It noted that "in recent years, as China has become more assertive under [President] Xi Jinping, it has used all the tools at its disposal to gain a foothold in strategically significant areas".

In the Indian Ocean region, China has established a presence at key points via the promise of economic and infrastructure partnerships, it said, cautioning that this is part of a "dual use" strategy.

"As in the UAE, these locations could be used -- covertly, or overtly and gradually -- for military purposes," it added.

Dubious intentions

The strategic pact that Iran signed with China in late March also has stoked fears that the agreement will lead to a military foothold for Beijing in the Gulf region.

From Beijing's perspective, "the point of the deal is for China to gain a foothold in Iran, particularly on the islands of Jask and Kish in the Persian Gulf", a former Iranian navy analyst told Al-Mashareq on condition of anonymity.

Though the deal is ostensibly commercial in nature, Chinese investment in the Iranian ports of Jask and Chabahar would allow its rapidly growing navy to expand its reach, the analyst said.

At a 2018 meeting of the China-Arab States Co-operation Forum (CASCF), China pledged $23 billion in loans and development aid to the Middle East -- assistance that will certainly come at a hefty price, observers said.

The UAE's Khalifa port, Oman's Duqm, Saudi Arabia's Jizan and Egypt's Port Said and Ain Sokhna were each identified as key projects that China will develop in association with the BRI in the Middle East, Aggregates Business reported in November 2020.

"Chinese contractors are also involved in major infrastructure construction contracts in Qatar, including the $25 billion expansion plans for Hamad International Airport (HIA)," the news site said.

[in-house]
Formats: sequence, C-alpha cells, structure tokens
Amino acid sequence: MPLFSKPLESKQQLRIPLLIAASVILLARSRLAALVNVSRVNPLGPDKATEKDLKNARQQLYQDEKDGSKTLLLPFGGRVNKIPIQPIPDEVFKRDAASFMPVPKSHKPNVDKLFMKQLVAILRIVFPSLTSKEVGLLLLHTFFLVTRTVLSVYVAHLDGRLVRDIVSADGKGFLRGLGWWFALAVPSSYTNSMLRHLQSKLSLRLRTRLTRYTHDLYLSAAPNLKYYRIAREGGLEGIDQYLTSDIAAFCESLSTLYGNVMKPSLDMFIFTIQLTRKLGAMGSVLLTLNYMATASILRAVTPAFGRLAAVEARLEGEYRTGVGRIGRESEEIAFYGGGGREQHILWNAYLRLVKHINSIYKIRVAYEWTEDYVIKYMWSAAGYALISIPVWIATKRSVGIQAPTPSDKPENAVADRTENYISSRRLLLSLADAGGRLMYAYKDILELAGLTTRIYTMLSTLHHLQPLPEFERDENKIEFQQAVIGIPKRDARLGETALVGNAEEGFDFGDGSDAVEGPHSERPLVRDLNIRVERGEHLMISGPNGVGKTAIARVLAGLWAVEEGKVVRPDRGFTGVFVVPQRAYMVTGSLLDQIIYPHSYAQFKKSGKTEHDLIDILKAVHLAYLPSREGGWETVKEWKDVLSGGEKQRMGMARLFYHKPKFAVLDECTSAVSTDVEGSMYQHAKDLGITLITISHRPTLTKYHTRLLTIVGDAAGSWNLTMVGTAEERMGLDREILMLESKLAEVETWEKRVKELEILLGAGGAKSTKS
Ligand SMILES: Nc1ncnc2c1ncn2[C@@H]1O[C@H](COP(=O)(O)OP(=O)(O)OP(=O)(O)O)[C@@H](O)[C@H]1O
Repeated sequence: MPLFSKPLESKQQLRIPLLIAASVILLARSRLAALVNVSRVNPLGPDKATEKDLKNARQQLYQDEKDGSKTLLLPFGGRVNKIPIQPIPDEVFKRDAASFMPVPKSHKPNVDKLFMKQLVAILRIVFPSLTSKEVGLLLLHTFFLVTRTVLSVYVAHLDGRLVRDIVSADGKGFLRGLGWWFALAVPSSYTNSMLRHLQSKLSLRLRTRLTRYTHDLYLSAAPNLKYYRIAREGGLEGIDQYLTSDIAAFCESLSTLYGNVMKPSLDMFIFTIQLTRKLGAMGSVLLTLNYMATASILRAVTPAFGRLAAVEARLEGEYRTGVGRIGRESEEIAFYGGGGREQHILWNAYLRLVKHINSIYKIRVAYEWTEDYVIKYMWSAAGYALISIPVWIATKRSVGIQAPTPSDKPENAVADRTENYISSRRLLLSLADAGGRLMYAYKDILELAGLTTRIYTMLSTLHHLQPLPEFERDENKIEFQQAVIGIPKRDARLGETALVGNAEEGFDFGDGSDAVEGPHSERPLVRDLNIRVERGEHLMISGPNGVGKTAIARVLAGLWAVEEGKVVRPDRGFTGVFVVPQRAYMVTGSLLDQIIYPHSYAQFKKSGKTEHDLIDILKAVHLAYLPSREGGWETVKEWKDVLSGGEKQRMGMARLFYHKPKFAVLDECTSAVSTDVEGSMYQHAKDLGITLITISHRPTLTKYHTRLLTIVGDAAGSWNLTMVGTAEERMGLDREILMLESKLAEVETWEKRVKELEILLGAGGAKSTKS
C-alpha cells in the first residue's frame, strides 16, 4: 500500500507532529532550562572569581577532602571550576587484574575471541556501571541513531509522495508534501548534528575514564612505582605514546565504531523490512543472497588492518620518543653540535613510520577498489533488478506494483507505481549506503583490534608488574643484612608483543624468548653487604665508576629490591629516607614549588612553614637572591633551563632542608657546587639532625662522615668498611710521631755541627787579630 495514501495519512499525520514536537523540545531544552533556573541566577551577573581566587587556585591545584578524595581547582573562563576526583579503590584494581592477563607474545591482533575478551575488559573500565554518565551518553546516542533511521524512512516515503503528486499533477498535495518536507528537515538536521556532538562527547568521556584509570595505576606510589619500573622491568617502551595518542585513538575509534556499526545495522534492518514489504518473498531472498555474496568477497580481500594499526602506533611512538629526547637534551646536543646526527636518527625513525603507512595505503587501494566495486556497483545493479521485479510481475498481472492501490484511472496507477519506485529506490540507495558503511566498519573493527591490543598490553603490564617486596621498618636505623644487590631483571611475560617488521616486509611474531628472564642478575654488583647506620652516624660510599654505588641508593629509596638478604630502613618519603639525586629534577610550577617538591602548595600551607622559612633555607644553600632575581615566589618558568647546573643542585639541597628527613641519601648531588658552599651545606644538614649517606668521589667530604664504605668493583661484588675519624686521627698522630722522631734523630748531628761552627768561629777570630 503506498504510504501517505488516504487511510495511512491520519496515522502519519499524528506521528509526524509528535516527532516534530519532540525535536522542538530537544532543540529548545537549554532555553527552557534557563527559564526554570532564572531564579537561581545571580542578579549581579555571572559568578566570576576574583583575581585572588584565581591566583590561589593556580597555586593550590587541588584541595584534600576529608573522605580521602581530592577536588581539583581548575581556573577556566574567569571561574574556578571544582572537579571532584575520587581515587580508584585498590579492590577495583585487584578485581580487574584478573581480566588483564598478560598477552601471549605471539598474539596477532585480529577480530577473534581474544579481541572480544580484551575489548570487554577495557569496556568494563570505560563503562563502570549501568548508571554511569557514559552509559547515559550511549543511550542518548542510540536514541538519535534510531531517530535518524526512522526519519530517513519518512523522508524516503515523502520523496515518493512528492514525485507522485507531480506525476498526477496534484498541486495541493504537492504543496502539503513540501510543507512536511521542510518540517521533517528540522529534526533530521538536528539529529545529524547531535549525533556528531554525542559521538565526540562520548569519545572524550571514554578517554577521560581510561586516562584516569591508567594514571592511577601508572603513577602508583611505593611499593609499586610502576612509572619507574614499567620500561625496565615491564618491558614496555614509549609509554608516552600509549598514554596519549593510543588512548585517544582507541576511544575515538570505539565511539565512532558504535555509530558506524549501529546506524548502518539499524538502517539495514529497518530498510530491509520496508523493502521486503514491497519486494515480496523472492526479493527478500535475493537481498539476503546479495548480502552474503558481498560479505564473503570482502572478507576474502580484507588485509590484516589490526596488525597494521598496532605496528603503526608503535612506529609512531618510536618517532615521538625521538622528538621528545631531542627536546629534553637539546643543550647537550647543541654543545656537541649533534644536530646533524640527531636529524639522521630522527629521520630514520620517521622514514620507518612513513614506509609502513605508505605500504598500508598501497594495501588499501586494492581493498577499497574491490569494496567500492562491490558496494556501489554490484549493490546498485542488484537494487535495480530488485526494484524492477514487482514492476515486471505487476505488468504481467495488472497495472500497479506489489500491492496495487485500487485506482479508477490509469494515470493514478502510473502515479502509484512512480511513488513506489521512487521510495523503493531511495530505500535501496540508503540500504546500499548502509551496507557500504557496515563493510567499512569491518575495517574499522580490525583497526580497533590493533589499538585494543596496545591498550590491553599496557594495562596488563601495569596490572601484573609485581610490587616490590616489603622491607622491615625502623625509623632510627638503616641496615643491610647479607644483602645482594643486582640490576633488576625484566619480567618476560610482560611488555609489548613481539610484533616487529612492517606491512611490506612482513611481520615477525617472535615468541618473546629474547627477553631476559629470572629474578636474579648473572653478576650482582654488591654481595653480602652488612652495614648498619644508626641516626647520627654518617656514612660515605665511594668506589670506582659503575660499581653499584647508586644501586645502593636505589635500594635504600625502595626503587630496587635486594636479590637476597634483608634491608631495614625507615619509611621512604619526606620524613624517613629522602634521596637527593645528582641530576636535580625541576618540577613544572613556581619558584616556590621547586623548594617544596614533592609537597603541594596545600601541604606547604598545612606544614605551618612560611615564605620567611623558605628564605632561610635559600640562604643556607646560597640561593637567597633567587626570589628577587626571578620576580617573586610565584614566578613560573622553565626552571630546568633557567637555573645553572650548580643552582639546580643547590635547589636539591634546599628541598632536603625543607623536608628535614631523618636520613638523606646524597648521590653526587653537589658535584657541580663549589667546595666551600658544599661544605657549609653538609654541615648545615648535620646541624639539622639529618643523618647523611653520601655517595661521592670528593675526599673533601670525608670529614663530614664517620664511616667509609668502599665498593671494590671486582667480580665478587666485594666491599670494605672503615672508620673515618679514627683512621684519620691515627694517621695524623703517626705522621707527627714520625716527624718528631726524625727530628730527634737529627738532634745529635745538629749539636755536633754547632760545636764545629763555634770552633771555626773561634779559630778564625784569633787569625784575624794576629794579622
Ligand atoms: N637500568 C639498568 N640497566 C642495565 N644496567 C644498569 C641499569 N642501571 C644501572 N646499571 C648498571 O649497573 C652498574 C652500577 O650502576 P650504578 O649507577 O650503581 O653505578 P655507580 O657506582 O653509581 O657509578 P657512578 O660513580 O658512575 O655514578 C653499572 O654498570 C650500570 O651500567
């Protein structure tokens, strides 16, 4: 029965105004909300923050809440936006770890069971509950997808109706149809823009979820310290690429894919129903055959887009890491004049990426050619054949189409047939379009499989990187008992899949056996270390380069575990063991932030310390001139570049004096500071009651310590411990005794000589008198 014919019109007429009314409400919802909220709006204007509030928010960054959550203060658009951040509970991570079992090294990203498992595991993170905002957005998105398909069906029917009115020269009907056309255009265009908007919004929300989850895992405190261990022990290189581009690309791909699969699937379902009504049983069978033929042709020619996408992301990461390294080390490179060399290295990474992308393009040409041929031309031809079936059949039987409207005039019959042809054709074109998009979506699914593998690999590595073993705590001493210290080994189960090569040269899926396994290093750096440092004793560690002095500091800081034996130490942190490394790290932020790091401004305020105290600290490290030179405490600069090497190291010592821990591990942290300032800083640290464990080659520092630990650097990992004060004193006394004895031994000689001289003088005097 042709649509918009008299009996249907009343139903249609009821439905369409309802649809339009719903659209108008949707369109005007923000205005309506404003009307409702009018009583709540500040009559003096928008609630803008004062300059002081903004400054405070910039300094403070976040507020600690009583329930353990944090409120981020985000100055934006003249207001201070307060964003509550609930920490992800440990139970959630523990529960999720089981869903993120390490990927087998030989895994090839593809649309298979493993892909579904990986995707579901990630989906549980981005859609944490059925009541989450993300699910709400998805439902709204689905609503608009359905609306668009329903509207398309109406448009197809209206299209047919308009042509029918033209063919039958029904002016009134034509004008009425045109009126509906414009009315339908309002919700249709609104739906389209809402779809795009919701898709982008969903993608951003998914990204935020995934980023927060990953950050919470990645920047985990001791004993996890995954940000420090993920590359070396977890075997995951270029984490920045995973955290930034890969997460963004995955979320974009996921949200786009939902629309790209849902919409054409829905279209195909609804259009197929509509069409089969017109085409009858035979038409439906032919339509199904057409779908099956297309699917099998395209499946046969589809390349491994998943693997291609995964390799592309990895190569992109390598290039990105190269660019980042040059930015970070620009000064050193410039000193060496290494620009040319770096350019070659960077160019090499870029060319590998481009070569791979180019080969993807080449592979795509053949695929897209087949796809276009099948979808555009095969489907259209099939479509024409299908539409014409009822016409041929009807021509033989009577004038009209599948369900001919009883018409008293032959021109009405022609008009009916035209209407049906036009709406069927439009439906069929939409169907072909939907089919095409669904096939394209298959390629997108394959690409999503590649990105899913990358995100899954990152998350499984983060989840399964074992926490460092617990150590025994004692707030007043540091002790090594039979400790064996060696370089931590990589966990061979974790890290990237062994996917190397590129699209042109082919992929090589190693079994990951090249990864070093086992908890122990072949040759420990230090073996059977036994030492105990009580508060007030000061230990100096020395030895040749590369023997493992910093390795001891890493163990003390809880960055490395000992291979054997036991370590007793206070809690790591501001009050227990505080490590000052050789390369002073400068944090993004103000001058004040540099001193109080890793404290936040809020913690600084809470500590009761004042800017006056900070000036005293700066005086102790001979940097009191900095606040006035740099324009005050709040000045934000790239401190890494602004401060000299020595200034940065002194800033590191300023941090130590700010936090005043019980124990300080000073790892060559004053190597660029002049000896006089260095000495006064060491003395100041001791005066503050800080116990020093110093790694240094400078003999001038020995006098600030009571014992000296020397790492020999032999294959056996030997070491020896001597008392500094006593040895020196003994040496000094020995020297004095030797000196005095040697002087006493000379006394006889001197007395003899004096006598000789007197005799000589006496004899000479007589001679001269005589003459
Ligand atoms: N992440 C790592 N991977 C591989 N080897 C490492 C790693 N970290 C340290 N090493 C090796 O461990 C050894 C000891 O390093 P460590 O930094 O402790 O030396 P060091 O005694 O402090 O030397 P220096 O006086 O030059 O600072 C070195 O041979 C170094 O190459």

Questions also are being raised about the intentions of the Chinese military at the port of Gwadar in Balochistan, Pakistan, where a number of suspect buildings are being constructed under a mantle of secrecy.

The Arabian Sea port is expected to be a part of China's BRI, but observers have expressed concern that the Chinese regime could be using the development of the port as a cover to establish a naval base in Pakistan.

Although Chinese plans to build a naval base at Gwadar have not been officially confirmed, satellite images appear to show that several new complexes have been built in the last few years, Forbes reported June 2.

One of the complexes has "unusually high security", it said, identifying it as being used by the China Communications Construction Co., a majority state-owned company that is heavily involved in many civil engineering projects.

The level of security is "extensive" and includes "anti-vehicle berms, security fences and a high wall", defence analyst H. I. Sutton wrote in Forbes. "Sentry posts and elevated guard towers cover the perimeter between the fence and the inner wall," suggesting the presence of "armed guards with rifles".

Two smaller sites, with rows of blue-roofed buildings, could be barracks for a Chinese Marine Corps garrison, some observers said.